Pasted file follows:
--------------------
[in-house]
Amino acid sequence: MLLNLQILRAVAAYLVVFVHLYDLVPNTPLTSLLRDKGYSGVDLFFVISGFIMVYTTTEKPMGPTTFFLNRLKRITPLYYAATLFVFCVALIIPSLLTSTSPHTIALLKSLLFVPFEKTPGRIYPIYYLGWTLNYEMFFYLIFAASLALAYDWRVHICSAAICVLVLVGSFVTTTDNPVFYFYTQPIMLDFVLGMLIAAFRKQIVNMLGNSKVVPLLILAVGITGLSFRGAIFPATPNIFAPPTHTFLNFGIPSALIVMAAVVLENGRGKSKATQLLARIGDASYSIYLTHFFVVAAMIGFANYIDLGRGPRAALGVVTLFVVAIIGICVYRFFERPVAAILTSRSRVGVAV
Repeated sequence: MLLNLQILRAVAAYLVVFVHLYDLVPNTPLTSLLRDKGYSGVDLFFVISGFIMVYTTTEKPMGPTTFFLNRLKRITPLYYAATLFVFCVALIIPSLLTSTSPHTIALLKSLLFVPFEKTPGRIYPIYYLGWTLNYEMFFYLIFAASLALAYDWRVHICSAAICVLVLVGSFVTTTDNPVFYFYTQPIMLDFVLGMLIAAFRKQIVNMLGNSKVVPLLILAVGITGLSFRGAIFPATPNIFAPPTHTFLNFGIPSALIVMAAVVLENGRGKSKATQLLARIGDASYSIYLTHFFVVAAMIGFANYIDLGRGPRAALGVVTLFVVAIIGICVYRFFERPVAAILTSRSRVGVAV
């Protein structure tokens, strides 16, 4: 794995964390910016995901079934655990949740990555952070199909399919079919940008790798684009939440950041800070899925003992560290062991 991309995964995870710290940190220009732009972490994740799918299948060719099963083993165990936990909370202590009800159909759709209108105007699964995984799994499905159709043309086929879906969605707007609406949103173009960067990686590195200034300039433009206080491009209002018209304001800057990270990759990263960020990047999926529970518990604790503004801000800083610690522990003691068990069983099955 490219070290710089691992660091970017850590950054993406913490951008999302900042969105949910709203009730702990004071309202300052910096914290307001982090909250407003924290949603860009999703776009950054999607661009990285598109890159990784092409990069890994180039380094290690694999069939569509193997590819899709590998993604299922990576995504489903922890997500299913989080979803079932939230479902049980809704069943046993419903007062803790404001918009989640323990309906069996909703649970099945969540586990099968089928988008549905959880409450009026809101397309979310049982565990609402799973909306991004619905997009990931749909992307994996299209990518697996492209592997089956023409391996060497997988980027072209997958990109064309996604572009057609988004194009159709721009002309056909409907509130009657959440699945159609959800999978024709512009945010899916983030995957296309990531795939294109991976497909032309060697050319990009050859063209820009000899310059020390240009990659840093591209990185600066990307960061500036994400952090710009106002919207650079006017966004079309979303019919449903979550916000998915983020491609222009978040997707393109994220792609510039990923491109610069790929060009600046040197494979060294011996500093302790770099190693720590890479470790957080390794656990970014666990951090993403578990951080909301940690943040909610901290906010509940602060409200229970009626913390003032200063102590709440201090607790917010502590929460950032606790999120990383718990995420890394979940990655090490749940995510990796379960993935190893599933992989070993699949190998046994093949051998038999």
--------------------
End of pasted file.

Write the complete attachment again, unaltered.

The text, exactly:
[in-house]
Amino acid sequence: MLLNLQILRAVAAYLVVFVHLYDLVPNTPLTSLLRDKGYSGVDLFFVISGFIMVYTTTEKPMGPTTFFLNRLKRITPLYYAATLFVFCVALIIPSLLTSTSPHTIALLKSLLFVPFEKTPGRIYPIYYLGWTLNYEMFFYLIFAASLALAYDWRVHICSAAICVLVLVGSFVTTTDNPVFYFYTQPIMLDFVLGMLIAAFRKQIVNMLGNSKVVPLLILAVGITGLSFRGAIFPATPNIFAPPTHTFLNFGIPSALIVMAAVVLENGRGKSKATQLLARIGDASYSIYLTHFFVVAAMIGFANYIDLGRGPRAALGVVTLFVVAIIGICVYRFFERPVAAILTSRSRVGVAV
Repeated sequence: MLLNLQILRAVAAYLVVFVHLYDLVPNTPLTSLLRDKGYSGVDLFFVISGFIMVYTTTEKPMGPTTFFLNRLKRITPLYYAATLFVFCVALIIPSLLTSTSPHTIALLKSLLFVPFEKTPGRIYPIYYLGWTLNYEMFFYLIFAASLALAYDWRVHICSAAICVLVLVGSFVTTTDNPVFYFYTQPIMLDFVLGMLIAAFRKQIVNMLGNSKVVPLLILAVGITGLSFRGAIFPATPNIFAPPTHTFLNFGIPSALIVMAAVVLENGRGKSKATQLLARIGDASYSIYLTHFFVVAAMIGFANYIDLGRGPRAALGVVTLFVVAIIGICVYRFFERPVAAILTSRSRVGVAV
């Protein structure tokens, strides 16, 4: 794995964390910016995901079934655990949740990555952070199909399919079919940008790798684009939440950041800070899925003992560290062991 991309995964995870710290940190220009732009972490994740799918299948060719099963083993165990936990909370202590009800159909759709209108105007699964995984799994499905159709043309086929879906969605707007609406949103173009960067990686590195200034300039433009206080491009209002018209304001800057990270990759990263960020990047999926529970518990604790503004801000800083610690522990003691068990069983099955 490219070290710089691992660091970017850590950054993406913490951008999302900042969105949910709203009730702990004071309202300052910096914290307001982090909250407003924290949603860009999703776009950054999607661009990285598109890159990784092409990069890994180039380094290690694999069939569509193997590819899709590998993604299922990576995504489903922890997500299913989080979803079932939230479902049980809704069943046993419903007062803790404001918009989640323990309906069996909703649970099945969540586990099968089928988008549905959880409450009026809101397309979310049982565990609402799973909306991004619905997009990931749909992307994996299209990518697996492209592997089956023409391996060497997988980027072209997958990109064309996604572009057609988004194009159709721009002309056909409907509130009657959440699945159609959800999978024709512009945010899916983030995957296309990531795939294109991976497909032309060697050319990009050859063209820009000899310059020390240009990659840093591209990185600066990307960061500036994400952090710009106002919207650079006017966004079309979303019919449903979550916000998915983020491609222009978040997707393109994220792609510039990923491109610069790929060009600046040197494979060294011996500093302790770099190693720590890479470790957080390794656990970014666990951090993403578990951080909301940690943040909610901290906010509940602060409200229970009626913390003032200063102590709440201090607790917010502590929460950032606790999120990383718990995420890394979940990655090490749940995510990796379960993935190893599933992989070993699949190998046994093949051998038999």